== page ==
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Corrected: Exclusive - Russia appears to deliver more turbines to Crimea: Reuters witnesses

Reuters 

(Ther story was refiled to correct the headline to make clear equipment appeared to be turbines)

By Anton Zverev

FEODOSIA, (Reuters) - Two more gas appear to have been delivered to Russian-controlled Crimea, according to two reporters who saw the equipment at the port of Feodosia, potentially deepening a row over sanctions compliance in which Germany's has become embroiled.

has no independent confirmation the equipment on the dock was Siemens-made It comprised four cylindrical objects, several metres long, and covered with blue and grey tarpaulins.

Their dimensions and shape match publicly-available photographs of gas turbine systems, which each consist of two major components: the turbine itself and a generator.

said earlier this week that at least two of a total of four it sold to Russian state firm Technopromexport had been delivered to against its wishes and without its knowledge. seized the region from in 2014 and it is now subject to European sanctions on energy technology.

The German company filed a lawsuit against Technopromexport in Moscow on Tuesday requiring it to return the to their original destination, Taman, Munich-based spokesman Wolfram Trost said.

Taman, in southern Russia, is not subject to sanctions.

On Wednesday, Yashar Azad, a spokesman for at its Bavarian headquarters, said the company was still trying to establish all the facts, including the location of the two other and had nothing to add to its previous statements.

Technopromexport, the Russian state company building the Crimean power plants, and Russia's energy ministry, declined to comment.

Asked if the pieces of equipment at the port were turbines, a government official in told Reuters: "Come on, we can't talk about that. You understand: sanctions, "

"Of course, this whole story is going to come out, but let it come out without us," said this source, who did not want to be identified because of the sensitivity of the issue.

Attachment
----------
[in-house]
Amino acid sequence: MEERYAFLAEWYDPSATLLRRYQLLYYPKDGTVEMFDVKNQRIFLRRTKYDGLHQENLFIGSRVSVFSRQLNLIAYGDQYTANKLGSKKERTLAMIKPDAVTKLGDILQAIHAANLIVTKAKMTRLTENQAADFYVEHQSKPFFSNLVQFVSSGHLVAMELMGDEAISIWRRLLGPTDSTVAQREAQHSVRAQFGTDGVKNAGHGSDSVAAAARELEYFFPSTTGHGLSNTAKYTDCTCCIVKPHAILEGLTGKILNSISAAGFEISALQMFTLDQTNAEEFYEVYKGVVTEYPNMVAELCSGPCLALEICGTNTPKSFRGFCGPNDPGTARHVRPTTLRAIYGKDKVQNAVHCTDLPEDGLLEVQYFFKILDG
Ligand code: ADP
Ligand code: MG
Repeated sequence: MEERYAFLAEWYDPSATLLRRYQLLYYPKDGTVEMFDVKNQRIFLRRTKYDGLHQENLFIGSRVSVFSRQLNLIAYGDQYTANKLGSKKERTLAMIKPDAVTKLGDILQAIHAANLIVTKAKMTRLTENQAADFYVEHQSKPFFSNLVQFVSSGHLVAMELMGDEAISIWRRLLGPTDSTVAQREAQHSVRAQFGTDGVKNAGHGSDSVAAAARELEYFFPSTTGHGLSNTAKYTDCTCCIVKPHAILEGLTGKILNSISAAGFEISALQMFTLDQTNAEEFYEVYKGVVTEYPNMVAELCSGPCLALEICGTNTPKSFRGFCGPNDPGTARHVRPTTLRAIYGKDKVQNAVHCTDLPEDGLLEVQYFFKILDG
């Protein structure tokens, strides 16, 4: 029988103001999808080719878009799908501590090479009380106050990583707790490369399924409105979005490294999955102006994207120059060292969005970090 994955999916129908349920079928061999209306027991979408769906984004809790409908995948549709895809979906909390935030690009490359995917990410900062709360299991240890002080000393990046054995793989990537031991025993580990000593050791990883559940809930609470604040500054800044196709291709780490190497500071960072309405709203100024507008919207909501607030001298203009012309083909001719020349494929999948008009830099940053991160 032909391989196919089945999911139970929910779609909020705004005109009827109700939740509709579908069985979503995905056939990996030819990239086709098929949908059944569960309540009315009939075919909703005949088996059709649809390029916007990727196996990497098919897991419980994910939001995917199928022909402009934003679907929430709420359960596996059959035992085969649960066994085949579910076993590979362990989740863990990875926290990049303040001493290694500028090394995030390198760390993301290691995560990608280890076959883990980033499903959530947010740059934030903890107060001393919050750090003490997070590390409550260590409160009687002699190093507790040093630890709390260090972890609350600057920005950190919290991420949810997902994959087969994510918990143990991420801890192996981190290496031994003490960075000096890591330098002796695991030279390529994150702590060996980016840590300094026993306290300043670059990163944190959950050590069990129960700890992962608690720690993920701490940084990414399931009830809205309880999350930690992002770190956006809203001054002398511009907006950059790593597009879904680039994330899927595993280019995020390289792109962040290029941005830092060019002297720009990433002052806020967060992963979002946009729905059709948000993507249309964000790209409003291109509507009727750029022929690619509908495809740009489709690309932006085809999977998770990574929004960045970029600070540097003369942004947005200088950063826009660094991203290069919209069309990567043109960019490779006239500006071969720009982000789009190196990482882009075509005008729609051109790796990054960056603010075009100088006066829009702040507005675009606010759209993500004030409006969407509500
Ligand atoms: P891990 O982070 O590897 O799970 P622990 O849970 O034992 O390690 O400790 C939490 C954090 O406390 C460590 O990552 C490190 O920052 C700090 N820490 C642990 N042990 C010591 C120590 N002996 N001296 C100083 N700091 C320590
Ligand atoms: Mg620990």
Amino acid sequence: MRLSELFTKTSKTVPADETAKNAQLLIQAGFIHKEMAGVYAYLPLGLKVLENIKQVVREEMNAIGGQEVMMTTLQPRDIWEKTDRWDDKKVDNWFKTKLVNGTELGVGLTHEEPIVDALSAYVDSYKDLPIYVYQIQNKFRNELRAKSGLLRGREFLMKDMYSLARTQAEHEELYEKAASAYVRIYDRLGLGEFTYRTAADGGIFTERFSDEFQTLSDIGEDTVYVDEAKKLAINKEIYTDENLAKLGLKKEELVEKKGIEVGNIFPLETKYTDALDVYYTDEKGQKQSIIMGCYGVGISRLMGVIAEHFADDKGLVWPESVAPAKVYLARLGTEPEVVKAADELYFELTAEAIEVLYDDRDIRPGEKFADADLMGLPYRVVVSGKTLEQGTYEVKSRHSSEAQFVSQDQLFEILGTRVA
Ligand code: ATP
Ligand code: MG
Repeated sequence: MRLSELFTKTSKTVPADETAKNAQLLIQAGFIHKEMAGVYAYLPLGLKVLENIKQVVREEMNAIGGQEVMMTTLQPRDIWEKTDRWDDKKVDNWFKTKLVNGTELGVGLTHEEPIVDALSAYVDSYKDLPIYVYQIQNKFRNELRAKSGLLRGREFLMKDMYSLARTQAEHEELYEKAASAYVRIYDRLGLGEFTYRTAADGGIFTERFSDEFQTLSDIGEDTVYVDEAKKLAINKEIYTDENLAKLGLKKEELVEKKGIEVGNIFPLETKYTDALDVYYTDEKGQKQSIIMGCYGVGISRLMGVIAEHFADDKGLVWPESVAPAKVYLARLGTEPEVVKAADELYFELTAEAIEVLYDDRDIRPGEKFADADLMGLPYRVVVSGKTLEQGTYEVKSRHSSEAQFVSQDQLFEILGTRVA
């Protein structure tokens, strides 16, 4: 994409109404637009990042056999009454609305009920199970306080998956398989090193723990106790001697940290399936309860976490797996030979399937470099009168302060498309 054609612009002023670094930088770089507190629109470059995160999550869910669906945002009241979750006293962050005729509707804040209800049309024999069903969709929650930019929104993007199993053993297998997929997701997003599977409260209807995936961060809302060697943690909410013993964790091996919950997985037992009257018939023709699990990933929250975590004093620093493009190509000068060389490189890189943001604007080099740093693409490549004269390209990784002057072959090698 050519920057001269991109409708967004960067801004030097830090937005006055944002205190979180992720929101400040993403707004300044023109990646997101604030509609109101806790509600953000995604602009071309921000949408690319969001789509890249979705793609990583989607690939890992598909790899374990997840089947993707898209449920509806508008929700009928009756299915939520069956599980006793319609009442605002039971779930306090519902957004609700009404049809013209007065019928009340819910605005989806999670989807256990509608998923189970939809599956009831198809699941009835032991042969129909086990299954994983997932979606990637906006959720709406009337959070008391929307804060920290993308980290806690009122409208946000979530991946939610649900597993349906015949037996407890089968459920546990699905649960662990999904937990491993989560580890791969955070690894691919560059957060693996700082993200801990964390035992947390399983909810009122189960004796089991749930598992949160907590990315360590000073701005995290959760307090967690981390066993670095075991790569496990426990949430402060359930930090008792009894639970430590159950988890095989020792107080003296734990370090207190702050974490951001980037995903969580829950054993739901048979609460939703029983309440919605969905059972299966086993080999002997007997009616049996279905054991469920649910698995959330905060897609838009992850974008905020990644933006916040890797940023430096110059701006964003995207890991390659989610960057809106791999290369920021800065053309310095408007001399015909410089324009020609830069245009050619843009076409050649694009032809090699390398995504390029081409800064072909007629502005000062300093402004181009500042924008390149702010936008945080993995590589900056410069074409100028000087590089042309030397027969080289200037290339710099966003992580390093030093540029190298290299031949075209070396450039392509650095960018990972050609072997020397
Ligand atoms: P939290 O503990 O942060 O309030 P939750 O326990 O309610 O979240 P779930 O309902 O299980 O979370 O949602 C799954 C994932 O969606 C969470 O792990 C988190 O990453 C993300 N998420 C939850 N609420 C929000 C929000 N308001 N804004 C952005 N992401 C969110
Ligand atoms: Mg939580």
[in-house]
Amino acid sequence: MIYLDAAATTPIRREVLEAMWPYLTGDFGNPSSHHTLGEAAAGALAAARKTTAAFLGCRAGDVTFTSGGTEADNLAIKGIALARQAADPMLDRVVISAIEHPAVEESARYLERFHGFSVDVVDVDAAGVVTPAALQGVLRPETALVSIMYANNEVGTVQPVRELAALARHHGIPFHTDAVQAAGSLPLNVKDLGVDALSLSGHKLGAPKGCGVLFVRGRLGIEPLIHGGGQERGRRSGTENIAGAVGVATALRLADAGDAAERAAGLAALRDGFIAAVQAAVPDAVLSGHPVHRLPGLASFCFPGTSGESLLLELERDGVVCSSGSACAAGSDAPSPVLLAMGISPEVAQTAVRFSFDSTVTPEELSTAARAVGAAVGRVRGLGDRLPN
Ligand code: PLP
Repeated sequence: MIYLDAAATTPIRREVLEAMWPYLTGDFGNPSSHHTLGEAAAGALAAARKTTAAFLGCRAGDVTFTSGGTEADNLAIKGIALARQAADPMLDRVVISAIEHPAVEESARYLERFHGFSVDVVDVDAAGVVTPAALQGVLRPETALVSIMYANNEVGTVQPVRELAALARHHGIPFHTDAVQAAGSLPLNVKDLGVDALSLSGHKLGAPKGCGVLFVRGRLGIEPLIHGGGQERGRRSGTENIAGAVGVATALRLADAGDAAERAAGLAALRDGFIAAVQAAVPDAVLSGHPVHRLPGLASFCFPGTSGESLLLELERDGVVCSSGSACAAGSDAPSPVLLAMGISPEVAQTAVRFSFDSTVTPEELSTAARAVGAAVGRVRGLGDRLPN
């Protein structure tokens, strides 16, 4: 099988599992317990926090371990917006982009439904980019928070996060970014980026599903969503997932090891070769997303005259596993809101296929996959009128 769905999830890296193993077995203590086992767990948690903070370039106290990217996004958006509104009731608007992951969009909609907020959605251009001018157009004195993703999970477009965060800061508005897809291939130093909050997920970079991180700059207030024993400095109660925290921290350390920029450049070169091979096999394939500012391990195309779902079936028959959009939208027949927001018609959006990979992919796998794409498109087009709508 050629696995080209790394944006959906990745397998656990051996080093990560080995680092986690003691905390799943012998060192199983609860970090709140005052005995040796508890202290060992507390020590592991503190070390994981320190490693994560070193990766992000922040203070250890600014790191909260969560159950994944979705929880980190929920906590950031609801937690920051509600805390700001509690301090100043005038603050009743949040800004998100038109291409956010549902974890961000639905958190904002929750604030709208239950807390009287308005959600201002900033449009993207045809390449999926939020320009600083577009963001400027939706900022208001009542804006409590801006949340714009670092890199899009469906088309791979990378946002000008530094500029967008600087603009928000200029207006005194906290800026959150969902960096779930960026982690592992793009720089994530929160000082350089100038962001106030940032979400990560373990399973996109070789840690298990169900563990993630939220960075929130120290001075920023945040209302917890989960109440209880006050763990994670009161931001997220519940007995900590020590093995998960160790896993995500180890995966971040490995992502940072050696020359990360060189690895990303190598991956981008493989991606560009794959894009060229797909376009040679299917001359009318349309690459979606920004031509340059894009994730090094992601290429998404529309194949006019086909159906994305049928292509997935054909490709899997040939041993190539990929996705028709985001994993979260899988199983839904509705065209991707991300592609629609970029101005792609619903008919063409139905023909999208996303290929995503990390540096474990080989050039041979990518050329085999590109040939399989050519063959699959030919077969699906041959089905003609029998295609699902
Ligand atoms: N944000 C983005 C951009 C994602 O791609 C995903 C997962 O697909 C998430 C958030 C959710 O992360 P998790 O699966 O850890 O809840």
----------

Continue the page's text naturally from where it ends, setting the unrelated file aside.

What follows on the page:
If the equipment seen by reporters at the quayside in Feodosia are Siemens-made, it would show that is pressing ahead with its plan despite the lawsuit and a warning this week from the German government that the use of in could harm future German investment in

The affair has shone a harsh spotlight on how serious the European Union, its member states, and European companies are about enforcing the sanctions, imposed on after it annexed from in 2014.

said on Monday it did everything possible to ensure compliance with sanctions.

SPECIAL CARGO

needs four in total for new power stations on the Crimean peninsula, which cut from its electricity grid after it lost control, according to three people close to the project who spoke to

Two of the are for a power plant under construction in the city of Sevastopol, and the other two for a plant being built in Simferopol, they said.

On Tuesday, workers could be seen around the equipment at Feodosia port dressed in blue uniforms. reporters had observed the same uniforms on workers at Crimea's Simferopol and Sevastopol power stations, where, according to the three sources, Siemens-made are to be installed.

Armed men stood at the entrance to the port and prevented the reporters from entering.

On Wednesday evening, a large convoy of police cars and jeeps arrived at the port and one of the sets of equipment was then driven out under escort.

President Vladimir Putin promised the region's residents last year that he would ensure a stable power supply.

has said the two it has confirmed had been transferred to had been among four sold to Technopromexport for use in a power plant in Taman. Taman is on the Russian mainland 10 km (8 miles) east of across the Kerch Strait.

A source close to the power plants project told last week, on condition of anonymity, that the plan was to deliver the second set of two produced by to Feodosia port this month.

GRAPHIC - Impact of EU sanctions on trade with Russia: http://tmsnrt.rs/2tIvvov

(Additional reporting by Anastasia Lyrchikova and Gleb Stolyarov in MOSCOW and Georgina Prodhan in FRANKFURT; Writing by Christian Lowe; Editing by Philippa Fletcher)

(This story has not been edited by Business Standard staff and is auto-generated from a syndicated feed.)

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